In a remote region of Nepal stands a small village called Khorla. For the 800 people who call this place home, the earthquake that struck on April 25th was a devastating blow. With houses leveled, water sources cut off and access to the outside world limited, it would seem as though hope was the farthest thing from the villagers’ minds. But as our engineers climbed the mountains and hiked into the village, the one thing they saw repeatedly was the spirit of hope.
Engineer Tim Darms, on the ground directly after the earthquake, commented on the outlook of the people, “Although everywhere around you was complete destruction, you could see hope in the community as the women would talk and laugh together, and as the children played outside what used to be their homes. They didn’t let the destruction get in the way of them living their lives. It was like they decided to simply get up, rebuild and go on living, never once believing this was their final fate.”
Water Missions International responded to the Nepal earthquake, bringing safe water treatment systems and engineers from around the world to help with relief. Crisis situations always serve as reminders of how this work cannot be done without partnerships with passionate organizations. The Disaster Recovery International Foundation (DRIF) is just one example of the many types of partnerships we have. The mission of DRIF is to work alongside non-profits to support them in their disaster relief efforts and if any organization understands the value of partnerships it is DRIF. From providing widespread education, to organizing the delivery of blankets to victims of hurricane Sandy, to financially supporting organizations like Water Missions, DRIF has a long history of working alongside other groups to make a difference.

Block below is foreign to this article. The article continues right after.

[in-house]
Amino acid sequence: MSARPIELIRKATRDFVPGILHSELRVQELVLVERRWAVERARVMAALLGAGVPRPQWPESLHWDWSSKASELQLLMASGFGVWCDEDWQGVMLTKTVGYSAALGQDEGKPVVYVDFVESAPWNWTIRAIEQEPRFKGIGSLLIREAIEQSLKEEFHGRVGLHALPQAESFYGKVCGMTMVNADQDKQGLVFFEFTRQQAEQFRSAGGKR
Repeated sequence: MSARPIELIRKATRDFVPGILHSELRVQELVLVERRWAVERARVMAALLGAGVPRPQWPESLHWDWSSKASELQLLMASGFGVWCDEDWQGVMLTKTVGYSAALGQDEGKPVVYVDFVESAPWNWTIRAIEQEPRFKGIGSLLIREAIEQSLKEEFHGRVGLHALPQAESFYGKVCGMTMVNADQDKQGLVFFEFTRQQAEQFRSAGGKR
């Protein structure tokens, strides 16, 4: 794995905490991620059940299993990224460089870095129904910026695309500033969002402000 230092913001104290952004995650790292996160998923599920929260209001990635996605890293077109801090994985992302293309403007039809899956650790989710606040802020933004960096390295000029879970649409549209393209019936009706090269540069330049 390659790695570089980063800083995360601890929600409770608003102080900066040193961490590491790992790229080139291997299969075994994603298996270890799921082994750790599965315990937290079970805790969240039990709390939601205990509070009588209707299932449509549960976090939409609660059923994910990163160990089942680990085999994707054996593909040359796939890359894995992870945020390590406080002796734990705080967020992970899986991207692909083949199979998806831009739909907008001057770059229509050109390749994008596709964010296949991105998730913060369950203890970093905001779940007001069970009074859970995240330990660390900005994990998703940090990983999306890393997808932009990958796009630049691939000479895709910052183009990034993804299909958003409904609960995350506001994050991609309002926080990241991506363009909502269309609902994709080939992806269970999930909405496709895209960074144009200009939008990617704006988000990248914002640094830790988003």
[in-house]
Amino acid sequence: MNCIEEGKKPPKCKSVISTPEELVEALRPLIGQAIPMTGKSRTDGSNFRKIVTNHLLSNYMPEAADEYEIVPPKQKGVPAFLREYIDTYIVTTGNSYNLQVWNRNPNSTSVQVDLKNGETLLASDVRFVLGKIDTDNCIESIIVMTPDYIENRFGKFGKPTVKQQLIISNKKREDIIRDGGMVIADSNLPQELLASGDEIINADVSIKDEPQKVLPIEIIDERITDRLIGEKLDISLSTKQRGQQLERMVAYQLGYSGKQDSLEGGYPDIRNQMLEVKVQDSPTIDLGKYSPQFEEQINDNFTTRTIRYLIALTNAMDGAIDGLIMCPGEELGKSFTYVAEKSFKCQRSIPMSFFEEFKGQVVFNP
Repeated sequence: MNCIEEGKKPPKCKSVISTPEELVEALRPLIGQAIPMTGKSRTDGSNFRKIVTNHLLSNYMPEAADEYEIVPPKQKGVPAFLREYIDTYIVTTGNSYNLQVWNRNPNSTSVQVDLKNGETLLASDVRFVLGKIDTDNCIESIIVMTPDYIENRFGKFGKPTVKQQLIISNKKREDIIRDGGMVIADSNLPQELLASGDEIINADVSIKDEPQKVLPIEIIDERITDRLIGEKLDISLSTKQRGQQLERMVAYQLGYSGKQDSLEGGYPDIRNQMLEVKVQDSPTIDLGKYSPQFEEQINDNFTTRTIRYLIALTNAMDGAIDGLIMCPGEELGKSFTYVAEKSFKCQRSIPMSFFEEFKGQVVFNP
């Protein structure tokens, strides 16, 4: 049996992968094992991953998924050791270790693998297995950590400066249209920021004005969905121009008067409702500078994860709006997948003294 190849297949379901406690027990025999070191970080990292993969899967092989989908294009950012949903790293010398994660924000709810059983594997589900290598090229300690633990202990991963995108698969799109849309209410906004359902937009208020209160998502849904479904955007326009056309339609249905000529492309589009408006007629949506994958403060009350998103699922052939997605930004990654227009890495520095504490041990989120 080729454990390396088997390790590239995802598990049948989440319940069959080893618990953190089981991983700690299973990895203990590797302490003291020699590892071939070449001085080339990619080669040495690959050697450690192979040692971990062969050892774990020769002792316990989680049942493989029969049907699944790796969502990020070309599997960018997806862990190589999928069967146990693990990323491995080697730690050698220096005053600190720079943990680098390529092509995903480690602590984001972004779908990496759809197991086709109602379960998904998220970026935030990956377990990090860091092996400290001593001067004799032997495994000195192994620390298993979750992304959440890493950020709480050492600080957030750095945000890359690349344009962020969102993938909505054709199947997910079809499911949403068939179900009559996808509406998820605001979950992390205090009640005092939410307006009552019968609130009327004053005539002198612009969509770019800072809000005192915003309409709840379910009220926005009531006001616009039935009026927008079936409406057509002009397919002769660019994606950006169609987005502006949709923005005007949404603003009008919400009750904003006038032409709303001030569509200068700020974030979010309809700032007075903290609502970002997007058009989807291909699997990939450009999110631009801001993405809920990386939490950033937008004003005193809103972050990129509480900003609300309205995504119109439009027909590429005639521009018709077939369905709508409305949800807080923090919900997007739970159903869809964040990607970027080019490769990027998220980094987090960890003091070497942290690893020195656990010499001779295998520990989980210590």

I sat down with Jerry Vevon, vice chair of the DRIF, to find out why organizations like this choose to partner with Water Missions. Vevon explained that their worldwide network of certified professionals serves as a platform for intentional and widespread support gathering, and partnering with other responsible nonprofits is crucial to the organization’s integrity. Vevon was excited to work with a local (Charleston) nonprofit that has a global impact, emphasizing the importance of trustworthiness. “I never want to give away money and find out 90 percent goes to an over head or that it’s a shady organization,” he explained, “so, if possible, I prefer to physically go [to an organization] and see it and walk around.” And what he saw here, he liked.
Water Missions understands this desire for financial transparency among supporters, which is why we’ve worked diligently to sustain a four-star rating with Charity Navigator for nine years in a row. Directing 80 percent or more of our funds to putting safe water directly into the field is our guarantee. It allows our partnerships to thrive, as they know that their money is being spent to bring more communities like Khorla safe water. Our continuous efforts to minimize overhead costs combined with the generosity of organizations like DRIF are what allow our work to continue growing.
As we continuously work to designate more of our finances to putting safe water in the field, we also strive to have our partners’ contributions provide sustainable solutions that have exponential impact over multiple generations. As Vevon so aptly put, “the intent and the desire, which makes Water Missions good is that it’s not a one-and-done type thing. It’s sustainable. When the team leaves, there’s something there. It makes a lasting impact.” Together we are working to provide not only sustainable safe water but also hope to millions of people around the world. Find out how you can be a part of this mission at watermissions.org/get-involved.